Road and building improvements are slated to take place this year as well as in coming years.

Increased visitation has created logistical problems as well. A major aspect of this is dealing with a greater number of cars, trucks, and RV’s.

“Most times if they only have their vehicle and all the parking spaces are full at the top, they will be circling for anywhere up to like 30 minutes just to find a good spot,” said Blacksheep. “The increase in visitation is making it more evident that something has to be done for it.”

If there is a positive regarding traffic, it’s that the length of time the average visitor spends allows for much greater turnover than other park service units.

Innovative ways to deal with increased traffic, that was backing up onto the entrance road and on to Highway 24, were thought of by a park employee. This includes collecting entrance fees when visitors exit the park, only stopping briefly upon entering to get a park newspaper, map, and other materials, Kochanowski said.

“We have other pilots we’ll continue to employ this summer, so we’re hiring seasonal staff—parking attendants to keep the flow going,” Kochanowski said. “And it was really interesting by reversing fee collection, it in part pushed the issue into the park, rather than outside our boundaries—it allows us to keep traffic moving.”

Even with improved efficiency, Kochanowski said there’s only so much that can be done to deal with the park’s overloaded infrastructure. This included protecting natural and cultural resources, both of which have been impacted by increased visitation.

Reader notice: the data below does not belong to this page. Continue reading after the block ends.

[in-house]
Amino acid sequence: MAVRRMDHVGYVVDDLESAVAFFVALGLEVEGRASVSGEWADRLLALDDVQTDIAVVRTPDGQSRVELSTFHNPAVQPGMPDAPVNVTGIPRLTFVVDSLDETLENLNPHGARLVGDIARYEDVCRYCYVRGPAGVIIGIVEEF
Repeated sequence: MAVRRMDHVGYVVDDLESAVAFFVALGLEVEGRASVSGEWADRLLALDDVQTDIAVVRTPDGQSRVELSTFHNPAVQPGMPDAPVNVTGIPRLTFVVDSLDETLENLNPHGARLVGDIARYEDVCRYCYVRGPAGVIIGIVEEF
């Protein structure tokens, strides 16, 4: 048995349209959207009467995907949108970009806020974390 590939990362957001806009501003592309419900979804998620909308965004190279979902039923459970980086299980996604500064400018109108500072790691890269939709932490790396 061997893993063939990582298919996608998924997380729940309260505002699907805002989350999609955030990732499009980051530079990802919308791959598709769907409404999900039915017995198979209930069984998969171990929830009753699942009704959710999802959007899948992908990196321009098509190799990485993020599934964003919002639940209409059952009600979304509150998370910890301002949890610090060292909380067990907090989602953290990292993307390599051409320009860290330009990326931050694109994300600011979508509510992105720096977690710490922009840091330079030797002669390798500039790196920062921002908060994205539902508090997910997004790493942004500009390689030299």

“Really for about the past two years, we had a large construction project that the main objective was to increase accessibility at the visitor center on that most popular trail and in parking lots,” she said. “It increased our parking capacity slightly, but obviously not enough, so really our focus is to ensure visitors have a[n] exceptional experience and protect the resources, and some are getting degraded.”

The feasibility of a pilot shuttle is currently being considered.

“We’re trying our dangest to have a pilot shuttle in summer of 2023, and we’re in the infancy of working on what and how that would actually come to fruition,” Kochanowski said. “In the Park Service funding stream, we secured some funding for a small pilot—by no means will it shuttle all 550,000 that probably will come next year, but a smaller portion to evaluate the feasibility of a longer-term shuttle.”

Guarding against destructive behaviors are part of the park’s mission to balance visitation with preservation.